General Information

Chronic pain and holidays

Suffering with chronic pain is always difficult, but during the holiday season it can be even more so. There are many societal, family, and patient expectations around enjoying the Holidays including:

    • People who are struggling with their chronic pain condition often feel isolated and reluctant to share what is really going on with them.
    • The holidays can trigger some trauma that increases stress and pain symptoms.
    • Living with chronic pain can impact a person psychologically and emotionally.
    • Chronic pain is a medical condition, and it cannot be cured by festivities.
    • Patients are disappointed when they realize that their condition does not take a break, at least for the holidays.

Finding Peace with your Pain

Managing these expectations and practicing a good self-care plan is vital. it is equally important to understand and practice emotional wellness.

The first step to enjoying the holidays may be to embrace the idea of making peace with your pain by using some non-pharmacological methods of treating the physical, psychological, and emotional symptoms of pain.

There are effective treatments for pain, and you can put those treatment plans in place ahead of time before holiday. Medications are not the only option available to treat pain, non-pharmacological interventions could be used in combination with drugs to help ease and coping with pain.

Non-Drug Options for Easing Pain:

Some of the options patients have found helpful include:

    • Acceptance of pain. Stop fighting pain and make it your friend.
    • Environment. Maintaining a comfortable, relaxing atmosphere around the patient goes a long way toward easing pain. Do not be afraid to excuse yourself from stressful gatherings.
    • Some techniques have been found to eases patient’s pain include: Breathing techniques, Guided imagery, Hypnosis, biofeedback, and gentle movement such as tai chi. Relaxation techniques are often very effective.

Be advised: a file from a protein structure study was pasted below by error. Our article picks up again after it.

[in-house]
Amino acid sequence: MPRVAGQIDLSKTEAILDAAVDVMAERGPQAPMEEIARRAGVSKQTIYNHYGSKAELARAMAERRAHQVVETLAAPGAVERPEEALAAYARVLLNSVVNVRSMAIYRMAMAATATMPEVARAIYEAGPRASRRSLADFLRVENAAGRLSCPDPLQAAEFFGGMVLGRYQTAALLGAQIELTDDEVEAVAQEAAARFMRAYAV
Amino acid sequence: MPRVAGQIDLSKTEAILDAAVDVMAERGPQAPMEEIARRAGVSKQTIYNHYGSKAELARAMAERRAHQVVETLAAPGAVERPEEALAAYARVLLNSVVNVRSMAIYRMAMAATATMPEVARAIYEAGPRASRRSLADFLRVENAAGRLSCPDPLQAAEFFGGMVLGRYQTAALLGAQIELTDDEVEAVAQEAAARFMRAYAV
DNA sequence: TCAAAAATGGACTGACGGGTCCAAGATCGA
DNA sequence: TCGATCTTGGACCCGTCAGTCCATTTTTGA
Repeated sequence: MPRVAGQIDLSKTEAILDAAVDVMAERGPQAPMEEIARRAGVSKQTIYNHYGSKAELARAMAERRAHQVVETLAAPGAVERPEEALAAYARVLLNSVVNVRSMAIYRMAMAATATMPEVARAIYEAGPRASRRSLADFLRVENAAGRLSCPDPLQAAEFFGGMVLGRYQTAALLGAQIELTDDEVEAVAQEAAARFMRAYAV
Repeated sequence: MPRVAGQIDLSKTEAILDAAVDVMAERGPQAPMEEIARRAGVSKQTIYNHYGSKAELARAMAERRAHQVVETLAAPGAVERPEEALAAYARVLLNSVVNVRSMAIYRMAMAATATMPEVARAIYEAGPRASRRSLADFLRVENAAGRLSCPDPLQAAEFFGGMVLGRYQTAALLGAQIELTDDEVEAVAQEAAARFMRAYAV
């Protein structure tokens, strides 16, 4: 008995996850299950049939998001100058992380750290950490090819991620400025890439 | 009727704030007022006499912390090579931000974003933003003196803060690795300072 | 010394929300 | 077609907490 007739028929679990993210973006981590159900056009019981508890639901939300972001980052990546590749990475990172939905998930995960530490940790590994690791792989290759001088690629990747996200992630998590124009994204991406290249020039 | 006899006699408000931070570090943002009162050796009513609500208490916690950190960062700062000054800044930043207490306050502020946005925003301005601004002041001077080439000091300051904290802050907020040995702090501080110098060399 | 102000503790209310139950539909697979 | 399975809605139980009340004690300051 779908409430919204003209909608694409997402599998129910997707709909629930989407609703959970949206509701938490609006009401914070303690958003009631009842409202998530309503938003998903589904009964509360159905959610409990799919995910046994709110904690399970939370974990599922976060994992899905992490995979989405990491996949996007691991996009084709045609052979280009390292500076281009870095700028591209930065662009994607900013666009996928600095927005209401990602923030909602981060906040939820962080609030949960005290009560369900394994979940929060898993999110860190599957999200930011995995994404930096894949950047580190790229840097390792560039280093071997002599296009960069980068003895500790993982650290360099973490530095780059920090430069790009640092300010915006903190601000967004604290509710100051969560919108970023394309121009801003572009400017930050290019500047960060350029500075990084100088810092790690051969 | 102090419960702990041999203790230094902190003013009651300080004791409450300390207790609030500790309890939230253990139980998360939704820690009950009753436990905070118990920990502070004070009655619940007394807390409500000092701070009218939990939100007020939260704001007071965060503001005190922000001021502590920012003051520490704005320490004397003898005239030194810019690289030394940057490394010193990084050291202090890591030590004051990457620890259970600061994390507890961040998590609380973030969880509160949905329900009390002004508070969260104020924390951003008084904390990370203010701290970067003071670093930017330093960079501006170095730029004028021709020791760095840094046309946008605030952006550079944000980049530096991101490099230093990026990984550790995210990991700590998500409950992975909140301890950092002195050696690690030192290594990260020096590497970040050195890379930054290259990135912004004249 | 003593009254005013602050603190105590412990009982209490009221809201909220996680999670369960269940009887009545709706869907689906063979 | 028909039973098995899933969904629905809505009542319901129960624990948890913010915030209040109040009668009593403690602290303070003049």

• Physical therapy. If a person has been active before and is now confined to bed, even just moving the hands and feet a little bit can help. Try to regular daily physical activity e.g. walking, stepping.
    • Several studies have found that acupuncture can be helpful in relieving pain for people with chronic pain conditions.
    • TENS. Trans-cutaneous Electrical Nerev Stimulation can help reducing pain.
    • Massage. Many people find relief from gentle massage. Several studies have found that massage is effective in relieving pain and other symptoms for people with chronic pain conditions. In some hotels massage service may be available.
    • Gel packs. These are simple packs that can be warmed or chilled and used to ease localized area of pain.
    • Pet therapy. If you have attacks of pain, trying to find something pleasant to do– like petting an animal’s soft fur — to distract and relax yourself can be helpful.

When you implement some of these suggestions, your Holiday Season may not be perfect, but hopefully more enjoyable so you can focus on what is truly important when gathered with family and friends.